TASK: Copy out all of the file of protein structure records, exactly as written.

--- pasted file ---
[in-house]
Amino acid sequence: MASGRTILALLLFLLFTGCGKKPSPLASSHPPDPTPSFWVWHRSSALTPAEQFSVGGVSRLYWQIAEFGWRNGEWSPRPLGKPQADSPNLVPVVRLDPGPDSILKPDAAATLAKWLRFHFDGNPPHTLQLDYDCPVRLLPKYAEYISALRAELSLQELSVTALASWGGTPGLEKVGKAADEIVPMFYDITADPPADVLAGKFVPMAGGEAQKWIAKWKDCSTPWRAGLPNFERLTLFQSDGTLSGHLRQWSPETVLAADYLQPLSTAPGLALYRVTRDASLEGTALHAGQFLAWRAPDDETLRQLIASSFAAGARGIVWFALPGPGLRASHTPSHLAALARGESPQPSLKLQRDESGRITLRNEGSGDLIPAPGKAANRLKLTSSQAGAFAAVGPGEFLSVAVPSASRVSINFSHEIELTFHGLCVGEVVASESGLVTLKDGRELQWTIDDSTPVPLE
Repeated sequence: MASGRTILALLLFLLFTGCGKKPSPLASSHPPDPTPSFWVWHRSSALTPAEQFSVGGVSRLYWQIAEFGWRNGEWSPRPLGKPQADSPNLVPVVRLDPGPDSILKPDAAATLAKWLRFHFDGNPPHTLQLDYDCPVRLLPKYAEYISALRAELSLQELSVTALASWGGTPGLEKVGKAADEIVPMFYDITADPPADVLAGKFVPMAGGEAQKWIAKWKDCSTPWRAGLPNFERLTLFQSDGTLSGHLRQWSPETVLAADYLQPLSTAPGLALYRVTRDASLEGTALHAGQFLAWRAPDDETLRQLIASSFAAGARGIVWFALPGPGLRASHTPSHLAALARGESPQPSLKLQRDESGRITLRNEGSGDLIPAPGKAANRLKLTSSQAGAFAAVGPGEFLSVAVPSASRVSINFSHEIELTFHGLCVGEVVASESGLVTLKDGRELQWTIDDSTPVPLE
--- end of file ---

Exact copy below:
[in-house]
Amino acid sequence: MASGRTILALLLFLLFTGCGKKPSPLASSHPPDPTPSFWVWHRSSALTPAEQFSVGGVSRLYWQIAEFGWRNGEWSPRPLGKPQADSPNLVPVVRLDPGPDSILKPDAAATLAKWLRFHFDGNPPHTLQLDYDCPVRLLPKYAEYISALRAELSLQELSVTALASWGGTPGLEKVGKAADEIVPMFYDITADPPADVLAGKFVPMAGGEAQKWIAKWKDCSTPWRAGLPNFERLTLFQSDGTLSGHLRQWSPETVLAADYLQPLSTAPGLALYRVTRDASLEGTALHAGQFLAWRAPDDETLRQLIASSFAAGARGIVWFALPGPGLRASHTPSHLAALARGESPQPSLKLQRDESGRITLRNEGSGDLIPAPGKAANRLKLTSSQAGAFAAVGPGEFLSVAVPSASRVSINFSHEIELTFHGLCVGEVVASESGLVTLKDGRELQWTIDDSTPVPLE
Repeated sequence: MASGRTILALLLFLLFTGCGKKPSPLASSHPPDPTPSFWVWHRSSALTPAEQFSVGGVSRLYWQIAEFGWRNGEWSPRPLGKPQADSPNLVPVVRLDPGPDSILKPDAAATLAKWLRFHFDGNPPHTLQLDYDCPVRLLPKYAEYISALRAELSLQELSVTALASWGGTPGLEKVGKAADEIVPMFYDITADPPADVLAGKFVPMAGGEAQKWIAKWKDCSTPWRAGLPNFERLTLFQSDGTLSGHLRQWSPETVLAADYLQPLSTAPGLALYRVTRDASLEGTALHAGQFLAWRAPDDETLRQLIASSFAAGARGIVWFALPGPGLRASHTPSHLAALARGESPQPSLKLQRDESGRITLRNEGSGDLIPAPGKAANRLKLTSSQAGAFAAVGPGEFLSVAVPSASRVSINFSHEIELTFHGLCVGEVVASESGLVTLKDGRELQWTIDDSTPVPLE